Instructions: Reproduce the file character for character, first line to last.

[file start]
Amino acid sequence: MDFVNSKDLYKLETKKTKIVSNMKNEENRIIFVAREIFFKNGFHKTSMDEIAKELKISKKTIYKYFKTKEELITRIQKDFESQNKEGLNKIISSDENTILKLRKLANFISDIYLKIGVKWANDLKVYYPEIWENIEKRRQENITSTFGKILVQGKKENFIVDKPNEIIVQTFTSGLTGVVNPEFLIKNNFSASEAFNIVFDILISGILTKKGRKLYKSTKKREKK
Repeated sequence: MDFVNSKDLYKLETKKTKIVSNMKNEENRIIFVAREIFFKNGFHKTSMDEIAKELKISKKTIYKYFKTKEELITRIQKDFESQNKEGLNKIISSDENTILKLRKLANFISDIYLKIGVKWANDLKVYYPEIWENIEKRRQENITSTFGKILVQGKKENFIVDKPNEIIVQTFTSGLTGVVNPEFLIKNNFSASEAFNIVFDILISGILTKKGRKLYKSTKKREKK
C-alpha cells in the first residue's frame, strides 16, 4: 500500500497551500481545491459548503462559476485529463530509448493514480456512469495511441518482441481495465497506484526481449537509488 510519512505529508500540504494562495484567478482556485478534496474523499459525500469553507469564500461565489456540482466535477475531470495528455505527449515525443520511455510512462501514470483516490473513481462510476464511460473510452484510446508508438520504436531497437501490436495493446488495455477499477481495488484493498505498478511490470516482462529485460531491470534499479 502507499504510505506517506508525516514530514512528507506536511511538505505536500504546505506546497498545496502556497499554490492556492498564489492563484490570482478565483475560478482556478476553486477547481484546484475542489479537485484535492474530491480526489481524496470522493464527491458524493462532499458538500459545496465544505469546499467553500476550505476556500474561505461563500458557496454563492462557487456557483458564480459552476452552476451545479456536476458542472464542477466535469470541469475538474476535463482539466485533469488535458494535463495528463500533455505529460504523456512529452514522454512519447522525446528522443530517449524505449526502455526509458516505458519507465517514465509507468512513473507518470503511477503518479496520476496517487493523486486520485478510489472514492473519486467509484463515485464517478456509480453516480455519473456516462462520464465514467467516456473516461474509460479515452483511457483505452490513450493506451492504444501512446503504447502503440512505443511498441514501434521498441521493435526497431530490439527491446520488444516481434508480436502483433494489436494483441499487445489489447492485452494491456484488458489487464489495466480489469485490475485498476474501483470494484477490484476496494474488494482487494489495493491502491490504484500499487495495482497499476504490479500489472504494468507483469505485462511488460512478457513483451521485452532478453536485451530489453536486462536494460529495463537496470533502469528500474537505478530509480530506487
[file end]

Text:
Amino acid sequence: MDFVNSKDLYKLETKKTKIVSNMKNEENRIIFVAREIFFKNGFHKTSMDEIAKELKISKKTIYKYFKTKEELITRIQKDFESQNKEGLNKIISSDENTILKLRKLANFISDIYLKIGVKWANDLKVYYPEIWENIEKRRQENITSTFGKILVQGKKENFIVDKPNEIIVQTFTSGLTGVVNPEFLIKNNFSASEAFNIVFDILISGILTKKGRKLYKSTKKREKK
Repeated sequence: MDFVNSKDLYKLETKKTKIVSNMKNEENRIIFVAREIFFKNGFHKTSMDEIAKELKISKKTIYKYFKTKEELITRIQKDFESQNKEGLNKIISSDENTILKLRKLANFISDIYLKIGVKWANDLKVYYPEIWENIEKRRQENITSTFGKILVQGKKENFIVDKPNEIIVQTFTSGLTGVVNPEFLIKNNFSASEAFNIVFDILISGILTKKGRKLYKSTKKREKK
C-alpha cells in the first residue's frame, strides 16, 4: 500500500497551500481545491459548503462559476485529463530509448493514480456512469495511441518482441481495465497506484526481449537509488 510519512505529508500540504494562495484567478482556485478534496474523499459525500469553507469564500461565489456540482466535477475531470495528455505527449515525443520511455510512462501514470483516490473513481462510476464511460473510452484510446508508438520504436531497437501490436495493446488495455477499477481495488484493498505498478511490470516482462529485460531491470534499479 502507499504510505506517506508525516514530514512528507506536511511538505505536500504546505506546497498545496502556497499554490492556492498564489492563484490570482478565483475560478482556478476553486477547481484546484475542489479537485484535492474530491480526489481524496470522493464527491458524493462532499458538500459545496465544505469546499467553500476550505476556500474561505461563500458557496454563492462557487456557483458564480459552476452552476451545479456536476458542472464542477466535469470541469475538474476535463482539466485533469488535458494535463495528463500533455505529460504523456512529452514522454512519447522525446528522443530517449524505449526502455526509458516505458519507465517514465509507468512513473507518470503511477503518479496520476496517487493523486486520485478510489472514492473519486467509484463515485464517478456509480453516480455519473456516462462520464465514467467516456473516461474509460479515452483511457483505452490513450493506451492504444501512446503504447502503440512505443511498441514501434521498441521493435526497431530490439527491446520488444516481434508480436502483433494489436494483441499487445489489447492485452494491456484488458489487464489495466480489469485490475485498476474501483470494484477490484476496494474488494482487494489495493491502491490504484500499487495495482497499476504490479500489472504494468507483469505485462511488460512478457513483451521485452532478453536485451530489453536486462536494460529495463537496470533502469528500474537505478530509480530506487